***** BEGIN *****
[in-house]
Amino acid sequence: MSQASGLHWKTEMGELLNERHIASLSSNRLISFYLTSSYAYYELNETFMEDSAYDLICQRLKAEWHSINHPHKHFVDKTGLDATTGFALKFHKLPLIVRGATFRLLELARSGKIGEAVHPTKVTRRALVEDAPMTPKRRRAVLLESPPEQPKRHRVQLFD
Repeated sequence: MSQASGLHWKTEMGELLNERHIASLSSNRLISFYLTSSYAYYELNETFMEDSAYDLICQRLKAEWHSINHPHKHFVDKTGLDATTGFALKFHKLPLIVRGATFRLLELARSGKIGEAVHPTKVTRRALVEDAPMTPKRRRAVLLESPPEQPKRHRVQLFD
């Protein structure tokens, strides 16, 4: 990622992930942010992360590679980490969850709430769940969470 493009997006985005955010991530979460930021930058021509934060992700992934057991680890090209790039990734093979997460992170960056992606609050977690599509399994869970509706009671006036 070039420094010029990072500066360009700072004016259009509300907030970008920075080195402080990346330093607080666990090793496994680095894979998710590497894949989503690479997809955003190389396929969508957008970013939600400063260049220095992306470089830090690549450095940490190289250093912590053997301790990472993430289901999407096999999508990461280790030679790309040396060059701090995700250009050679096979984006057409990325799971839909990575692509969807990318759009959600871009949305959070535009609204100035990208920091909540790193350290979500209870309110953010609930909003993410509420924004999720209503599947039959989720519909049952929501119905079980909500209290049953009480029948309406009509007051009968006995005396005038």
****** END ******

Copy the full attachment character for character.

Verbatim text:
[in-house]
Amino acid sequence: MSQASGLHWKTEMGELLNERHIASLSSNRLISFYLTSSYAYYELNETFMEDSAYDLICQRLKAEWHSINHPHKHFVDKTGLDATTGFALKFHKLPLIVRGATFRLLELARSGKIGEAVHPTKVTRRALVEDAPMTPKRRRAVLLESPPEQPKRHRVQLFD
Repeated sequence: MSQASGLHWKTEMGELLNERHIASLSSNRLISFYLTSSYAYYELNETFMEDSAYDLICQRLKAEWHSINHPHKHFVDKTGLDATTGFALKFHKLPLIVRGATFRLLELARSGKIGEAVHPTKVTRRALVEDAPMTPKRRRAVLLESPPEQPKRHRVQLFD
């Protein structure tokens, strides 16, 4: 990622992930942010992360590679980490969850709430769940969470 493009997006985005955010991530979460930021930058021509934060992700992934057991680890090209790039990734093979997460992170960056992606609050977690599509399994869970509706009671006036 070039420094010029990072500066360009700072004016259009509300907030970008920075080195402080990346330093607080666990090793496994680095894979998710590497894949989503690479997809955003190389396929969508957008970013939600400063260049220095992306470089830090690549450095940490190289250093912590053997301790990472993430289901999407096999999508990461280790030679790309040396060059701090995700250009050679096979984006057409990325799971839909990575692509969807990318759009959600871009949305959070535009609204100035990208920091909540790193350290979500209870309110953010609930909003993410509420924004999720209503599947039959989720519909049952929501119905079980909500209290049953009480029948309406009509007051009968006995005396005038």